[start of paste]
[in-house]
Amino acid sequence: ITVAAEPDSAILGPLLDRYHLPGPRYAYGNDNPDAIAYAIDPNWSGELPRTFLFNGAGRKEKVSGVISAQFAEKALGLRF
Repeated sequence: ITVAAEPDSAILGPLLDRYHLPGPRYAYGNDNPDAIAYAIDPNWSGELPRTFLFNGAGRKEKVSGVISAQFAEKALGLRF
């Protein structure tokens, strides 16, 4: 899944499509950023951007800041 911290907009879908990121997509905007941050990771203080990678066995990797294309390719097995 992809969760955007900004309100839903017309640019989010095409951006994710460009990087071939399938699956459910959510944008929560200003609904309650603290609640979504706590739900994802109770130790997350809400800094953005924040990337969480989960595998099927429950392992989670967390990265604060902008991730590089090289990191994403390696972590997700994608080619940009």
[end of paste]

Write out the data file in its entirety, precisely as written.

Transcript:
[in-house]
Amino acid sequence: ITVAAEPDSAILGPLLDRYHLPGPRYAYGNDNPDAIAYAIDPNWSGELPRTFLFNGAGRKEKVSGVISAQFAEKALGLRF
Repeated sequence: ITVAAEPDSAILGPLLDRYHLPGPRYAYGNDNPDAIAYAIDPNWSGELPRTFLFNGAGRKEKVSGVISAQFAEKALGLRF
């Protein structure tokens, strides 16, 4: 899944499509950023951007800041 911290907009879908990121997509905007941050990771203080990678066995990797294309390719097995 992809969760955007900004309100839903017309640019989010095409951006994710460009990087071939399938699956459910959510944008929560200003609904309650603290609640979504706590739900994802109770130790997350809400800094953005924040990337969480989960595998099927429950392992989670967390990265604060902008991730590089090289990191994403390696972590997700994608080619940009």